Voice-to-text AI Phone Survey Tool was initially explored as part of the Frontier Innovation programme and has now proceeded to the Sprint programme.

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© Atrium


Atrium is a global collaboration network for learning, engaging and experimenting with blockchain technology. The Atrium provides a safe space for United Nations (UN) staff members to learn about blockchain, engage with microtasks, and discuss on the forum. Underpinning the collaboration platform is a Quorum platform that creates a safe sandbox for blockchain experimentation. We are currently developing version 2.0 and have three nodes (WFP, UNICEF, UNDP) as well as more than 500 members from more than 35 United Nations agencies. It is the largest institutional collaboration platform in the United Nations system.

© WFP/Al Pryor

Blocks for Transport

The Blocks for Transport project aimed to streamline the logistics process and reduce delays in the Djibouti-Ethiopia corridor, one of the key supply chain corridors for WFP in East Africa, by developing a blockchain-enabled supply chain platform. Despite progress made with the development of the second version of the minimum viable product, the project had to be postponed indefinitely due to the emergency situation in the country. We tried to pivot by exploring other potential supply chain corridors where this platform could be used, however, a good use-case did not materialize. This exemplifies the realities of innovation journey within the humanitarian sector - at times, unforeseen events on the ground can disrupt the continuation of a given project.

© WFP/Alessandro Abbonizio

Smallholder Farmer Procurement platform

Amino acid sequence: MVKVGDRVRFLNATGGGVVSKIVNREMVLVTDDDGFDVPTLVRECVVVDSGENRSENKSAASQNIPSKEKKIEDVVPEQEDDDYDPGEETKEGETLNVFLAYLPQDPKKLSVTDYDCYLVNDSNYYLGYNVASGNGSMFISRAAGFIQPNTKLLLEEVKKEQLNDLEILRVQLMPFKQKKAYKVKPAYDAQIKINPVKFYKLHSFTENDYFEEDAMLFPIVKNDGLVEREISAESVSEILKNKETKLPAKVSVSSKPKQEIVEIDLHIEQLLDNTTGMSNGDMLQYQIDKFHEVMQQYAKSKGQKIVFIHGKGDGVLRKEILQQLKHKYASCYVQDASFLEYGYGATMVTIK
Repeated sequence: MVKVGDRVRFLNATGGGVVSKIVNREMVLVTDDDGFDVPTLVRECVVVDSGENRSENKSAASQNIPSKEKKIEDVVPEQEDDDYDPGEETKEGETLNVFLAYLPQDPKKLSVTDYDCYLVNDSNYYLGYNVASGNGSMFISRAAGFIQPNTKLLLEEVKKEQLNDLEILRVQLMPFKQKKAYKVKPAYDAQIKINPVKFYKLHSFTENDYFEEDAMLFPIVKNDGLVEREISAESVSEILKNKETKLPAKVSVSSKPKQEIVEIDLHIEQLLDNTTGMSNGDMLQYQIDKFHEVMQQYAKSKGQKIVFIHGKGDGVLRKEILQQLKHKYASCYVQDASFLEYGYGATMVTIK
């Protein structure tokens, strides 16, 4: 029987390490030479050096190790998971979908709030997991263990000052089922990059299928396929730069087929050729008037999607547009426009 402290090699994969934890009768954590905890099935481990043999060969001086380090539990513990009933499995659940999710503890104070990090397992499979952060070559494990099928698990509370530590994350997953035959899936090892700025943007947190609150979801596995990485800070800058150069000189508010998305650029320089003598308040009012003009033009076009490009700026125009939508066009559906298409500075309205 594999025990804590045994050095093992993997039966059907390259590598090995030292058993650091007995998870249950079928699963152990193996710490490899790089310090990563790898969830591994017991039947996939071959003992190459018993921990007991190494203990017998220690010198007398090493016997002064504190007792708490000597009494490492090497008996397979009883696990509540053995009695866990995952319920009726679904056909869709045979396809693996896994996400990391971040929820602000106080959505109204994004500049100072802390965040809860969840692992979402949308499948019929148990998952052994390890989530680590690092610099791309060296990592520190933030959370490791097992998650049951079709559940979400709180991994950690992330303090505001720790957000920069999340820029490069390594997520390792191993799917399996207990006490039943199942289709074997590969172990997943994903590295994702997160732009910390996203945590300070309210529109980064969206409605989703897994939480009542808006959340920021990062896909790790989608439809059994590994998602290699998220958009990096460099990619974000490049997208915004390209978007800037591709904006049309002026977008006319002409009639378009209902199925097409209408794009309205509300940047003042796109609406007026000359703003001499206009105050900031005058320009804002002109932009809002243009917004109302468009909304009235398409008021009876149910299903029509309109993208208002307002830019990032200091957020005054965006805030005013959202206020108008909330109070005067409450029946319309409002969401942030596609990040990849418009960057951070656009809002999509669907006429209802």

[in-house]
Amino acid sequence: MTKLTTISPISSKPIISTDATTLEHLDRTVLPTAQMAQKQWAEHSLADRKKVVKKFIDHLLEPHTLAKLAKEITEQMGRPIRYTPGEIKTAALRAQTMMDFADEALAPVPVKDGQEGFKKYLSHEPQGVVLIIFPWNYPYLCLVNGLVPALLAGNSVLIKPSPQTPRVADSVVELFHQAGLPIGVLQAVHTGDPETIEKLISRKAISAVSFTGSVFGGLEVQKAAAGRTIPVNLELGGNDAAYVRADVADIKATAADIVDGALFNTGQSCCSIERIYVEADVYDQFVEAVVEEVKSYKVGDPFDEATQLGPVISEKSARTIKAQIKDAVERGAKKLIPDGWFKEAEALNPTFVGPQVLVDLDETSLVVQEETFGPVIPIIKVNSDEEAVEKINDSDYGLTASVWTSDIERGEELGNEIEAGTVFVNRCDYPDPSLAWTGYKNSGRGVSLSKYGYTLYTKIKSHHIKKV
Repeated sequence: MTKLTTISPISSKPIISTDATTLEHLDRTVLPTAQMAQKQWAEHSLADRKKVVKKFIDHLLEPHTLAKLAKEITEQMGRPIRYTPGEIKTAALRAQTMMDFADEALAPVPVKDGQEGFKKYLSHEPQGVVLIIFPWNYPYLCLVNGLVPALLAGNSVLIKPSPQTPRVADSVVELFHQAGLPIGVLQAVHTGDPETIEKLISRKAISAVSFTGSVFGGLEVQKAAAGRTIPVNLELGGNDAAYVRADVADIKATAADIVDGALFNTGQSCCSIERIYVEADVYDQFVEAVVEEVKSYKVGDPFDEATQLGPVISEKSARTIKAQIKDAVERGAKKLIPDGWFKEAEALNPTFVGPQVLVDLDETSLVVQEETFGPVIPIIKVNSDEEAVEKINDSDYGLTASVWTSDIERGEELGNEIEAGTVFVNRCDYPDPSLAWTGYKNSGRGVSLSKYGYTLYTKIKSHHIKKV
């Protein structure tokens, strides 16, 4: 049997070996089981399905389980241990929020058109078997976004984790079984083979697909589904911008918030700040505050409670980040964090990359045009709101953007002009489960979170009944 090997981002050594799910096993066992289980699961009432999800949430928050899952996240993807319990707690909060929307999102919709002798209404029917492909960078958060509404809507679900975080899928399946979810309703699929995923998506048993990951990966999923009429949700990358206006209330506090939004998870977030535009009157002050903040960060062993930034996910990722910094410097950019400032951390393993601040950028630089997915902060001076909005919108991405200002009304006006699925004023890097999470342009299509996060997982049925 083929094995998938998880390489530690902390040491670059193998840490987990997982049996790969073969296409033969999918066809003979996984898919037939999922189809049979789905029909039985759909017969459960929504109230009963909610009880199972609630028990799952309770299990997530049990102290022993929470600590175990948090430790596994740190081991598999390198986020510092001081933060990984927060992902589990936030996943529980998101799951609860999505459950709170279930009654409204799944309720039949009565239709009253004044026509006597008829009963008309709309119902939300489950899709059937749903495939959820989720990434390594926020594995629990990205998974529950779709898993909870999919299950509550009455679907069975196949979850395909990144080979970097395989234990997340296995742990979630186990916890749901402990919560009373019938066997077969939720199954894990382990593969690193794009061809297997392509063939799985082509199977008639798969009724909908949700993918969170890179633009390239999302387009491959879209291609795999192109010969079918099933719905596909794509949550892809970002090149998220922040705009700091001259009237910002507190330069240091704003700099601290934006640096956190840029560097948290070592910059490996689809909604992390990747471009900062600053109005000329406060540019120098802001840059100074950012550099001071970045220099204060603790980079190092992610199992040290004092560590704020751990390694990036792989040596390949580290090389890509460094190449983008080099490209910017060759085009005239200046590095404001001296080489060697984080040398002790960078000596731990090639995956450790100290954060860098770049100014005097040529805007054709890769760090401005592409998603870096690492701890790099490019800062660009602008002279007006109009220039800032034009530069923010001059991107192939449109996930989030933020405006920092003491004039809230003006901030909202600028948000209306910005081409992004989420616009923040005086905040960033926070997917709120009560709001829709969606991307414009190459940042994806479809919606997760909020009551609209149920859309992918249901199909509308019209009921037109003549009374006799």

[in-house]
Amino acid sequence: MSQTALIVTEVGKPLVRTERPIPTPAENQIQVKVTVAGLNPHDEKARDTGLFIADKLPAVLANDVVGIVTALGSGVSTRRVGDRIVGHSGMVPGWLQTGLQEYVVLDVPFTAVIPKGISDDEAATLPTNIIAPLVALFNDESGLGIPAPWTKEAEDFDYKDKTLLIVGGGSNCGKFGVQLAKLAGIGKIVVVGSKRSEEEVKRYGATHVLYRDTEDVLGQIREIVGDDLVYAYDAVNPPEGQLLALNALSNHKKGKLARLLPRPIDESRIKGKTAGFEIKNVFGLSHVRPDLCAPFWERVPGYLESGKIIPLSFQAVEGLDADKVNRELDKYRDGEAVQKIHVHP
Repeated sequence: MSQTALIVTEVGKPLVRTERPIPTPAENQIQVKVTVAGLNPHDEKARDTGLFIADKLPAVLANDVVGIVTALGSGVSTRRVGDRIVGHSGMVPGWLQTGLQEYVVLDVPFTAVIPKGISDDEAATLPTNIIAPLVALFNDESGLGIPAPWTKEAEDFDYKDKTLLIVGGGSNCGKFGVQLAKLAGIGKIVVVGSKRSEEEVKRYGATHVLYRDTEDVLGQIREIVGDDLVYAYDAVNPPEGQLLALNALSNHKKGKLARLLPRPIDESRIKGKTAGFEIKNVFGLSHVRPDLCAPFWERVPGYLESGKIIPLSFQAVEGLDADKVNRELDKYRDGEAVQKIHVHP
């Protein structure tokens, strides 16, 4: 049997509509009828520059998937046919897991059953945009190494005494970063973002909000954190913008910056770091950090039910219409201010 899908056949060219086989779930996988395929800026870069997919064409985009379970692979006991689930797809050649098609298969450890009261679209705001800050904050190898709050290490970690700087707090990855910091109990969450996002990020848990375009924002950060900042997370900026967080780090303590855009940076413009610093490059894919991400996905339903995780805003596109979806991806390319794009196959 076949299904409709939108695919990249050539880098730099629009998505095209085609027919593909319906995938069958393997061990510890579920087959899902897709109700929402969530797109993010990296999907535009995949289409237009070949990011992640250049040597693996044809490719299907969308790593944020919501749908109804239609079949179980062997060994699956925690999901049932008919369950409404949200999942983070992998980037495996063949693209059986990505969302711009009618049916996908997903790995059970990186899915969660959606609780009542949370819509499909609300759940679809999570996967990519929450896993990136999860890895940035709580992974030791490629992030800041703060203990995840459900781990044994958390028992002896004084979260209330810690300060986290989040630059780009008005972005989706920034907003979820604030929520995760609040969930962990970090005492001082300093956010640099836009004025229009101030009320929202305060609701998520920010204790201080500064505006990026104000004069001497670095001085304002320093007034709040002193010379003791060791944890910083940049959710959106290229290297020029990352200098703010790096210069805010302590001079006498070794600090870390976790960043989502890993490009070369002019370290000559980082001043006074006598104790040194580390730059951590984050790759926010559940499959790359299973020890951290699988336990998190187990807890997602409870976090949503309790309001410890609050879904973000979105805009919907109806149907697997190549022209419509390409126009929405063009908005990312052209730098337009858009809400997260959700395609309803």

Kenya (initial exploration)

We launched the design phase to explore the applicability of using a blockchain-based platform that connects key stakeholders to streamline procurement process of grain from smallholder farmers in Kenya. The project also aimed to provide better market access to smallholder farmers to sell their grain. The initial design and research phase was completed in 2021 and we expect to develop and test in 2022.

The Frontier Innovations programme prioritized the aggregation and dissemination of the knowledge of emerging technologies with the wider community.

  • The team co-authored a WFP policy brief on “Machine Learning for Damage Assessment” that was included in the Interagency Task Team on Science, Technology and Innovation for the Sustainable Development Goals - a key forum that informs senior United Nations leadership on the impact of rapid technology change on the achievement of the SDGs;

  • Provided direct testimonies and analysis to the Joint Investigation Unit (JIU) review of blockchain applications in the United Nations system, which helped the United Nations move forward in its exploration of this emerging technology; and

  • Building on the work co-authoring Assessing Post-Disaster Damage from Satellite Imagery using Semi-Supervised Learning Techniques in 2021, the team spearheaded the first ever workshop series on “Computer Vision for Damage Assessment”, to facilitate discussion for 14 like-minded organizations and partners to co-develop a shared vision and common approach in applying AI and computer vision-powered tools in post-disaster damage assessment, emergency response, and rehabilitation.